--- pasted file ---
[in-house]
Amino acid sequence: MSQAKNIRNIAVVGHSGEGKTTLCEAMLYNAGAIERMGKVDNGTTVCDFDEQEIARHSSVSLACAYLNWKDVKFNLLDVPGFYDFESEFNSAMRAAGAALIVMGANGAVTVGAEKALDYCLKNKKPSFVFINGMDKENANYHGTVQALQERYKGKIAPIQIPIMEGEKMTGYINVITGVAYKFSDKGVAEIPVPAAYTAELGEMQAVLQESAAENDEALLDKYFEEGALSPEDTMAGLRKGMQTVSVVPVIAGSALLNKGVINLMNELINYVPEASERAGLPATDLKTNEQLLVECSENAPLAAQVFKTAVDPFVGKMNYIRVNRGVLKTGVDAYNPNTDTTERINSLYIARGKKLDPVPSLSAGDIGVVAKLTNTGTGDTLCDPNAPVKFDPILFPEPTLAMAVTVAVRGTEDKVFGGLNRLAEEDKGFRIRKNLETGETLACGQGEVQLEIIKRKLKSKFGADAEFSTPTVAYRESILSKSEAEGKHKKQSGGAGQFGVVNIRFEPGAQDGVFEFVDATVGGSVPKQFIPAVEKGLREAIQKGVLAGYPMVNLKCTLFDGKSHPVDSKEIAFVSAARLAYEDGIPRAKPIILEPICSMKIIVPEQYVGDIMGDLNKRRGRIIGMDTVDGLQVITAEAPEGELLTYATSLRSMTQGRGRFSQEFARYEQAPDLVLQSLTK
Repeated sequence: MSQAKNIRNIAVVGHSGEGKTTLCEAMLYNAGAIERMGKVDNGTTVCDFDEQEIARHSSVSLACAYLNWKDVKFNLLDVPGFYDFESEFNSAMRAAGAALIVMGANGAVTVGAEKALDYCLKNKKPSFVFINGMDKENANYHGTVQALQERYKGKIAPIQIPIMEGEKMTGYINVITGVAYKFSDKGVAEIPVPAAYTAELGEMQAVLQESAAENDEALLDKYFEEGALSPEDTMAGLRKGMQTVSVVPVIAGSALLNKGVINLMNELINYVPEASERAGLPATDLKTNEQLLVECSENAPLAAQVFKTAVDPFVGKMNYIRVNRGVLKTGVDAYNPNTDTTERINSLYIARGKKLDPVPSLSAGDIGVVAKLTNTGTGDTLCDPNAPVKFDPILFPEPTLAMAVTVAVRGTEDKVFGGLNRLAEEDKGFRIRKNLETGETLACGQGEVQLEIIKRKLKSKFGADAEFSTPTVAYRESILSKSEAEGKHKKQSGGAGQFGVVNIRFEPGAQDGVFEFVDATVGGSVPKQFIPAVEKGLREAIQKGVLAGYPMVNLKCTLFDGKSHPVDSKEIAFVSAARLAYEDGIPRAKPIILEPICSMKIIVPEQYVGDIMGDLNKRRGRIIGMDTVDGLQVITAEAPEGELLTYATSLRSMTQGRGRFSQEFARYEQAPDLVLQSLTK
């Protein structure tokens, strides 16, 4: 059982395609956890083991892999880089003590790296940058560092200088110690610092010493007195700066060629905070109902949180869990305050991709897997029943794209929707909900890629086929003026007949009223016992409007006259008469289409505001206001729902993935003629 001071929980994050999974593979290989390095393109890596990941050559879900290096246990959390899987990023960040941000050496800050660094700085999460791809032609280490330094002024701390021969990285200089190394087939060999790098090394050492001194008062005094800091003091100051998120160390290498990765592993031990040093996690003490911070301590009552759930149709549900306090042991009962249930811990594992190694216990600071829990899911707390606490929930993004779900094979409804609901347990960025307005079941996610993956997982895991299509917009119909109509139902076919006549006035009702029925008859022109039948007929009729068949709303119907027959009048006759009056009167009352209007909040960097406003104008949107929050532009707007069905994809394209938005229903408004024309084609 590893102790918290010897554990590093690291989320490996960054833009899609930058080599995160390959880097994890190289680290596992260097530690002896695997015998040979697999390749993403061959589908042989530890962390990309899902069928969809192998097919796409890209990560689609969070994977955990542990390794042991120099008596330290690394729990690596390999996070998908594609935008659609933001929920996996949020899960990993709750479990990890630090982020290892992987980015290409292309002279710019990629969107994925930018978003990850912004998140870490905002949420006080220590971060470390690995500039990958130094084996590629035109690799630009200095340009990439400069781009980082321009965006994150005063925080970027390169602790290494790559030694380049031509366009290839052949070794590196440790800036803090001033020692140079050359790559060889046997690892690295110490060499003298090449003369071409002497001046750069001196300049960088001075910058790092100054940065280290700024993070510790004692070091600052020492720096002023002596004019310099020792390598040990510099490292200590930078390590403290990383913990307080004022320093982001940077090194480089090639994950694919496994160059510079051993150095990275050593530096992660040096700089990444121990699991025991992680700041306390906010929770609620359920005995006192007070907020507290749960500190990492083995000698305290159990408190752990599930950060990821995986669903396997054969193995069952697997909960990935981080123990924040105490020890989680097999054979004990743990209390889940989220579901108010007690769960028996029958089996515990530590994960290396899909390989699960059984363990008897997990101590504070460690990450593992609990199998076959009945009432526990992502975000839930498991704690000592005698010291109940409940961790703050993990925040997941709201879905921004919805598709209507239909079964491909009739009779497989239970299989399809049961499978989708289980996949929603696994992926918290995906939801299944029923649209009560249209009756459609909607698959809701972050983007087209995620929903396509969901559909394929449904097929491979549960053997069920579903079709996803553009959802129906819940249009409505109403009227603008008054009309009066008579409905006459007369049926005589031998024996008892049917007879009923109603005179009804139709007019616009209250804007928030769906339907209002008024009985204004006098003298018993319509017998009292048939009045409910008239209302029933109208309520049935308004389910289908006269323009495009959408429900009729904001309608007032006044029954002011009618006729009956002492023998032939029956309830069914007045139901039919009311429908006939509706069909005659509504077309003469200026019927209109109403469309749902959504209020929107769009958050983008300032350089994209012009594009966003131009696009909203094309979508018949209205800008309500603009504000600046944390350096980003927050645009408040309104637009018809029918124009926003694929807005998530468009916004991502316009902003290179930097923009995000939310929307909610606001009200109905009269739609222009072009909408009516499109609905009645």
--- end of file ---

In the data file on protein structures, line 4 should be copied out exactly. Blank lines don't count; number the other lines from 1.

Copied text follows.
């Protein structure tokens, strides 16, 4: 059982395609956890083991892999880089003590790296940058560092200088110690610092010493007195700066060629905070109902949180869990305050991709897997029943794209929707909900890629086929003026007949009223016992409007006259008469289409505001206001729902993935003629 001071929980994050999974593979290989390095393109890596990941050559879900290096246990959390899987990023960040941000050496800050660094700085999460791809032609280490330094002024701390021969990285200089190394087939060999790098090394050492001194008062005094800091003091100051998120160390290498990765592993031990040093996690003490911070301590009552759930149709549900306090042991009962249930811990594992190694216990600071829990899911707390606490929930993004779900094979409804609901347990960025307005079941996610993956997982895991299509917009119909109509139902076919006549006035009702029925008859022109039948007929009729068949709303119907027959009048006759009056009167009352209007909040960097406003104008949107929050532009707007069905994809394209938005229903408004024309084609 590893102790918290010897554990590093690291989320490996960054833009899609930058080599995160390959880097994890190289680290596992260097530690002896695997015998040979697999390749993403061959589908042989530890962390990309899902069928969809192998097919796409890209990560689609969070994977955990542990390794042991120099008596330290690394729990690596390999996070998908594609935008659609933001929920996996949020899960990993709750479990990890630090982020290892992987980015290409292309002279710019990629969107994925930018978003990850912004998140870490905002949420006080220590971060470390690995500039990958130094084996590629035109690799630009200095340009990439400069781009980082321009965006994150005063925080970027390169602790290494790559030694380049031509366009290839052949070794590196440790800036803090001033020692140079050359790559060889046997690892690295110490060499003298090449003369071409002497001046750069001196300049960088001075910058790092100054940065280290700024993070510790004692070091600052020492720096002023002596004019310099020792390598040990510099490292200590930078390590403290990383913990307080004022320093982001940077090194480089090639994950694919496994160059510079051993150095990275050593530096992660040096700089990444121990699991025991992680700041306390906010929770609620359920005995006192007070907020507290749960500190990492083995000698305290159990408190752990599930950060990821995986669903396997054969193995069952697997909960990935981080123990924040105490020890989680097999054979004990743990209390889940989220579901108010007690769960028996029958089996515990530590994960290396899909390989699960059984363990008897997990101590504070460690990450593992609990199998076959009945009432526990992502975000839930498991704690000592005698010291109940409940961790703050993990925040997941709201879905921004919805598709209507239909079964491909009739009779497989239970299989399809049961499978989708289980996949929603696994992926918290995906939801299944029923649209009560249209009756459609909607698959809701972050983007087209995620929903396509969901559909394929449904097929491979549960053997069920579903079709996803553009959802129906819940249009409505109403009227603008008054009309009066008579409905006459007369049926005589031998024996008892049917007879009923109603005179009804139709007019616009209250804007928030769906339907209002008024009985204004006098003298018993319509017998009292048939009045409910008239209302029933109208309520049935308004389910289908006269323009495009959408429900009729904001309608007032006044029954002011009618006729009956002492023998032939029956309830069914007045139901039919009311429908006939509706069909005659509504077309003469200026019927209109109403469309749902959504209020929107769009958050983008300032350089994209012009594009966003131009696009909203094309979508018949209205800008309500603009504000600046944390350096980003927050645009408040309104637009018809029918124009926003694929807005998530468009916004991502316009902003290179930097923009995000939310929307909610606001009200109905009269739609222009072009909408009516499109609905009645």